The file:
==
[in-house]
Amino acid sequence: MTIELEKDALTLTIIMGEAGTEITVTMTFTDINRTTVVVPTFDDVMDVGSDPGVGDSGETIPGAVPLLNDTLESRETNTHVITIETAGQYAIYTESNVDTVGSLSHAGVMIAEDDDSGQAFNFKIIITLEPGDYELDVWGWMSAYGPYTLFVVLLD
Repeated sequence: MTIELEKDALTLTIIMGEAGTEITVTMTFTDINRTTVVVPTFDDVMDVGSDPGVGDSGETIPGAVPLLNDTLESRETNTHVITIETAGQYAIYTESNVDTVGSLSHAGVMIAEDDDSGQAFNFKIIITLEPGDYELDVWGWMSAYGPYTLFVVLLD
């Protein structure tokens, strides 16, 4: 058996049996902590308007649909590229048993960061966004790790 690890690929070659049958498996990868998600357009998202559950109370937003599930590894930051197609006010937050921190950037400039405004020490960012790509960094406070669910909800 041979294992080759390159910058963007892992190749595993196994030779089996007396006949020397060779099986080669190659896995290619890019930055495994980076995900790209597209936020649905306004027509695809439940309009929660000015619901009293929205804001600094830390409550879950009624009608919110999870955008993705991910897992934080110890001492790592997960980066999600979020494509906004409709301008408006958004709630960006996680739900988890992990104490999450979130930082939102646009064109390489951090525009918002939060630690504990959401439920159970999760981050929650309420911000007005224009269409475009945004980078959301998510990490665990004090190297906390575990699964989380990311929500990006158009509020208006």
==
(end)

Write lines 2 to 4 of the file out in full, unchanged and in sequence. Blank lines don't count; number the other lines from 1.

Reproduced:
Amino acid sequence: MTIELEKDALTLTIIMGEAGTEITVTMTFTDINRTTVVVPTFDDVMDVGSDPGVGDSGETIPGAVPLLNDTLESRETNTHVITIETAGQYAIYTESNVDTVGSLSHAGVMIAEDDDSGQAFNFKIIITLEPGDYELDVWGWMSAYGPYTLFVVLLD
Repeated sequence: MTIELEKDALTLTIIMGEAGTEITVTMTFTDINRTTVVVPTFDDVMDVGSDPGVGDSGETIPGAVPLLNDTLESRETNTHVITIETAGQYAIYTESNVDTVGSLSHAGVMIAEDDDSGQAFNFKIIITLEPGDYELDVWGWMSAYGPYTLFVVLLD
């Protein structure tokens, strides 16, 4: 058996049996902590308007649909590229048993960061966004790790 690890690929070659049958498996990868998600357009998202559950109370937003599930590894930051197609006010937050921190950037400039405004020490960012790509960094406070669910909800 041979294992080759390159910058963007892992190749595993196994030779089996007396006949020397060779099986080669190659896995290619890019930055495994980076995900790209597209936020649905306004027509695809439940309009929660000015619901009293929205804001600094830390409550879950009624009608919110999870955008993705991910897992934080110890001492790592997960980066999600979020494509906004409709301008408006958004709630960006996680739900988890992990104490999450979130930082939102646009064109390489951090525009918002939060630690504990959401439920159970999760981050929650309420911000007005224009269409475009945004980078959301998510990490665990004090190297906390575990699964989380990311929500990006158009509020208006």